I used to feel invincible while snowboarding. Looking out over miles of mountains and lakes as the sun broke through the clouds and the day blossomed, I was on top of the world. And as I carved effortlessly down the mountain, time seemed to stop, but strangely, each run was over too soon. And each time my disappointment faded as I boarded the lift for a new adventure.
With the methodical whirring of the lift cables above, I often pondered the significance of their sturdy metal strands. If they broke I’d plummet to the exposed rocks below, but I knew somewhere deep down that they would never break. After all, I was invincible, wasn’t I?
I occasionally heard stories of people getting injured while skiing or snowboarding—a family friend who broke a leg on a college ski trip or a neighbor who almost suffocated after being trapped in a tree well—and to my thrill-seeking 16-year-old self, such stories seemed just that: stories; they would never happen to me. Even sightings of ski patrols with stretchers in tow failed to convince me of the sovereignty of the mountain.
The circumstances of December 2017 made the beckoning slopes even more irresistible. A promising freshman year of high school track and cross country had hooked me; I was addicted to speed. Sidelined temporarily with a hip flexor strain that cut my sophomore cross country season short, I found myself an addict, deprived of my metaphorical drug. So when I was cleared to go on my family’s annual trip to Lake Tahoe, there was no doubt in my mind; I was going to snowboard. An invigorating taste of speed was exactly what I needed to quench my thirst for action.
When the day finally arrived, I desperately wanted to be ready but something just didn’t seem right. As I dismounted the lift for the first run, the treacherously icy surface beneath me threatened a hard fall but what was the worst that could happen? A few bruises or a sprained wrist. I wanted to believe that my hip was fully healed but the ever-persistent soreness made me wince with every turn. Yet, I tried to rationalize my decision and figured that my hip would loosen up as the day went on and the ice would turn into forgiving slush under the beating rays of the midday sun. Maybe they would’ve with time, but they never had the chance.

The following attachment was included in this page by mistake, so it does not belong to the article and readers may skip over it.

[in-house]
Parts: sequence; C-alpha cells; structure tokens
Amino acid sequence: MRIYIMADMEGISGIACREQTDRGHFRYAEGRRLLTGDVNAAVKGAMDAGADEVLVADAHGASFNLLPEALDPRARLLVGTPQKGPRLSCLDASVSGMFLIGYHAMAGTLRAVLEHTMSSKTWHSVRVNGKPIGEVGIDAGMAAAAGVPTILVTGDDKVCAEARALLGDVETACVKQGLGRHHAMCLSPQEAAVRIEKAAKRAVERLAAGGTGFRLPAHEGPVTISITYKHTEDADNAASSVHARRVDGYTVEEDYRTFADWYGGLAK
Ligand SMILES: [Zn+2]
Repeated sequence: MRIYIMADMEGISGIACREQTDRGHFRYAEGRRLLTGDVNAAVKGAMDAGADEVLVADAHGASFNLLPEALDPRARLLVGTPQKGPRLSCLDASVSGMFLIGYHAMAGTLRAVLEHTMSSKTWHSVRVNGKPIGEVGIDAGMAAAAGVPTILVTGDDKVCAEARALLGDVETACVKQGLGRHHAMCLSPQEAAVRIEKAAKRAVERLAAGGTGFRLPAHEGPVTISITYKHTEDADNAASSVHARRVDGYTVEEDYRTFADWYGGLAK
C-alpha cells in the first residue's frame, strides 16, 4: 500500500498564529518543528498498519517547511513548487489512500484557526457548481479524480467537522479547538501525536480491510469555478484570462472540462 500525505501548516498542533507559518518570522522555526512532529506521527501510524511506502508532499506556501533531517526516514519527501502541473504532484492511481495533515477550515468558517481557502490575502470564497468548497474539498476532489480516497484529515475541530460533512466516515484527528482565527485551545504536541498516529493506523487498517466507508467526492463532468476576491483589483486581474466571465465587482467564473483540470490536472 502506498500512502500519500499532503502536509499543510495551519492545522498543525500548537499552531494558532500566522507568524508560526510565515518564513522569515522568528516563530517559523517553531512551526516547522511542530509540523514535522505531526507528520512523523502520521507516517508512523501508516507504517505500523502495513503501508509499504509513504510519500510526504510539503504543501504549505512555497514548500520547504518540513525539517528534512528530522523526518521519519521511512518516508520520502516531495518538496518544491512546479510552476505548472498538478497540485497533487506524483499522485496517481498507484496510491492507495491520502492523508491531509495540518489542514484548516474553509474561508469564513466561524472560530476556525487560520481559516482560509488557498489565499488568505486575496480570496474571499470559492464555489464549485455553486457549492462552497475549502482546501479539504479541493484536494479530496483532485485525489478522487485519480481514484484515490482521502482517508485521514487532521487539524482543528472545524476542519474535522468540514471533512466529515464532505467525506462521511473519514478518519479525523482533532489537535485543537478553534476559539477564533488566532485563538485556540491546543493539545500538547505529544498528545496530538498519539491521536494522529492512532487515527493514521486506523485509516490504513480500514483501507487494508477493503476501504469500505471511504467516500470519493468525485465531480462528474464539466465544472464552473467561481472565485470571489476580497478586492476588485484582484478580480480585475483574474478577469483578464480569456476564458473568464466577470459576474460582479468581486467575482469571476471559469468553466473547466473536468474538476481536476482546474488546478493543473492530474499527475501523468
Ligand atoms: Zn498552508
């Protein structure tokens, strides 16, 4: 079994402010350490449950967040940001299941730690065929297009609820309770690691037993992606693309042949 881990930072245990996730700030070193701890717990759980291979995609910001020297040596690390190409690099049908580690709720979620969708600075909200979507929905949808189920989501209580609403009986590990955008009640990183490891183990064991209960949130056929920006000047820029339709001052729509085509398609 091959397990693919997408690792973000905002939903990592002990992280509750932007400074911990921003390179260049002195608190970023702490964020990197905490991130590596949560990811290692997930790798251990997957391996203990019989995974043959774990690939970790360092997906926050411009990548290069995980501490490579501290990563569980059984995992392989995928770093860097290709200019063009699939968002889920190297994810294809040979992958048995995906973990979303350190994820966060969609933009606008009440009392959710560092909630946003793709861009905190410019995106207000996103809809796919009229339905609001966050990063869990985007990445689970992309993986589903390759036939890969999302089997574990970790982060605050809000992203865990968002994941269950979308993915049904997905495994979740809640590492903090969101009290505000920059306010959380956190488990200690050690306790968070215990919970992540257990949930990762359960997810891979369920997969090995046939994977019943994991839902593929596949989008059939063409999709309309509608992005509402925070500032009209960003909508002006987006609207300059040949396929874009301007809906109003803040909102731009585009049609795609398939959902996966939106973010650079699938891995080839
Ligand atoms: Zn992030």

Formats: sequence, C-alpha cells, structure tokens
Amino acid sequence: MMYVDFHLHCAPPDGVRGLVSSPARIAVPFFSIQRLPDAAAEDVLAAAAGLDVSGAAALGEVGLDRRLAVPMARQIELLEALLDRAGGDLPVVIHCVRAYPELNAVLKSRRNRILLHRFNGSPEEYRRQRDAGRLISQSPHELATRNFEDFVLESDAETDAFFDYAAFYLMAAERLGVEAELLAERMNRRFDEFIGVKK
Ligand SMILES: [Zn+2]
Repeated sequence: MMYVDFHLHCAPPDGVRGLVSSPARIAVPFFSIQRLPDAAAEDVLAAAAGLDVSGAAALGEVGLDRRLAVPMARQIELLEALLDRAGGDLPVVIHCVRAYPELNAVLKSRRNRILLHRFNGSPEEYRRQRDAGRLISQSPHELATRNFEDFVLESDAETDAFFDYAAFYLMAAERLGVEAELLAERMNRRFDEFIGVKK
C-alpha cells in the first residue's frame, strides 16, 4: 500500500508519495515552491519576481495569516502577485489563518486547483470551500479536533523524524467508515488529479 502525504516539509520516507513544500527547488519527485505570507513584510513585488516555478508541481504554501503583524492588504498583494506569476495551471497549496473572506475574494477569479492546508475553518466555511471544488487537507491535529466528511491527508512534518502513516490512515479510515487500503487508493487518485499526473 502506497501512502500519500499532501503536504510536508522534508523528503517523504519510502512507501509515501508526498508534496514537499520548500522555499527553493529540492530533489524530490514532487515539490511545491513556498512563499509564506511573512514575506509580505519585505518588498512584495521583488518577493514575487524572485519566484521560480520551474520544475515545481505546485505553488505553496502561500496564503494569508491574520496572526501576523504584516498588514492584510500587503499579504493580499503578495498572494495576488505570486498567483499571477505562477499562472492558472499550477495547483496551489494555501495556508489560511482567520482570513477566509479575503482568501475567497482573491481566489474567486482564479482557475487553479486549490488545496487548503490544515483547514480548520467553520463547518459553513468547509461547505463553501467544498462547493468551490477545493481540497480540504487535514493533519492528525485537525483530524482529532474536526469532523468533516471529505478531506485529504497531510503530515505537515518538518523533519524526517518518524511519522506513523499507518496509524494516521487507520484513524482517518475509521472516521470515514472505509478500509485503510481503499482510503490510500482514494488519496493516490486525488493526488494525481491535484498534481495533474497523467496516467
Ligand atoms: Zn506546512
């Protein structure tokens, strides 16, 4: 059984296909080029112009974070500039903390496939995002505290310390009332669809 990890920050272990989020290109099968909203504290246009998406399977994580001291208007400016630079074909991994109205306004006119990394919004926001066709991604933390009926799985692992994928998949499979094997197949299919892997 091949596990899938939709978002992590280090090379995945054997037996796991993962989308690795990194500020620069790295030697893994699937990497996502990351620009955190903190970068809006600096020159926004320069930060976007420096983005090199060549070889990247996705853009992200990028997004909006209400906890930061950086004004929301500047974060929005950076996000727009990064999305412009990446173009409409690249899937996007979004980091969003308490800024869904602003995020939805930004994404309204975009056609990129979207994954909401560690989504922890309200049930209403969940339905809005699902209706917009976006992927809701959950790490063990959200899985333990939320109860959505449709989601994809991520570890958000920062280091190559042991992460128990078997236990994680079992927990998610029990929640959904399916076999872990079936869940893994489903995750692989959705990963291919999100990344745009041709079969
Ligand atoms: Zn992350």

I caught an edge, throwing me off balance. This wasn’t unusual. I would just fall, get back up, and continue on my way. And so, I fell. But then, I kept falling. The tumble launched me over the boundary of the run onto the steep, untraveled slope below. I couldn’t stop myself. I was going too fast with nothing to grasp onto except the loose snow that slipped cruelly through my fingers. I’ll never forget the horrible sinking feeling that wrapped itself around my chest, suffocating me as I plunged toward my uncertain fate. I was at the mercy of the mountain.
“You’re lucky,” remarked the doctor at the ER several hours later, “I’ve seen much worse from similar accidents.” He informed me that I’d suffered from a broken arm, a deep bone bruise on my knee, and a partially torn ACL. I must’ve looked incredulous since he went on to explain the risks of life-changing head and spinal cord injuries from comparable falls. Whether it was a curse or a blessing, I don’t know, but as fate would have it, a massive pine tree had abruptly halted my fall. If the tree hadn’t been there, maybe I would’ve landed safely in a soft snow bank, or I’d have continued down the slope of the mountain, gathering speed as I plummeted toward my eventual demise. I’ll never know. But in that moment, broken and humbled, I finally viewed myself with candor: I wasn’t invincible. I was vulnerable.
I was indeed lucky, but in many ways the fall still changed my life. “When can I run again?” I inquired. I was anxious to know but afraid to ask. The doctor provided a lengthy response, detailing the steps to recovery that would likely span several months. I heard every word but absorbed nothing. I wasn’t equipped with the patience required to allow my body to heal or adhere togradual rehabilitation protocol. I suffered numerous setbacks as I pushed myself too hard too soon, disregarding the advice of my doctors and physical therapists. My minor injury battle developed into a prolonged war between my mind—which still craved speed—and my body which simply couldn’t keep up with my injuries. It was agonizing to watch from the sidelines. My high school running career turned from one of great promise to one of unfulfilled potential.
Now, nearly 20 months after the accident, I’m finally back to full strength and ready for one more shot at redemption as I enter my senior year. In retrospect, I appreciate my accident for everything it gave me, even if I resent all it took away. I may never be an elite runner, but I’ve gained lifelong perseverance and patience. And I may never feel the rush of invincibility, but I’ve gained humility and a deep appreciation for life.
Kyle Tsujimoto is a 17-year-old senior at Monta Vista High School. He is a varsity member of his school’s track and cross country teams and publishes a blog about the science behind running. In his spare time, he enjoys practicing portrait photography and playing with his golden retriever Toby.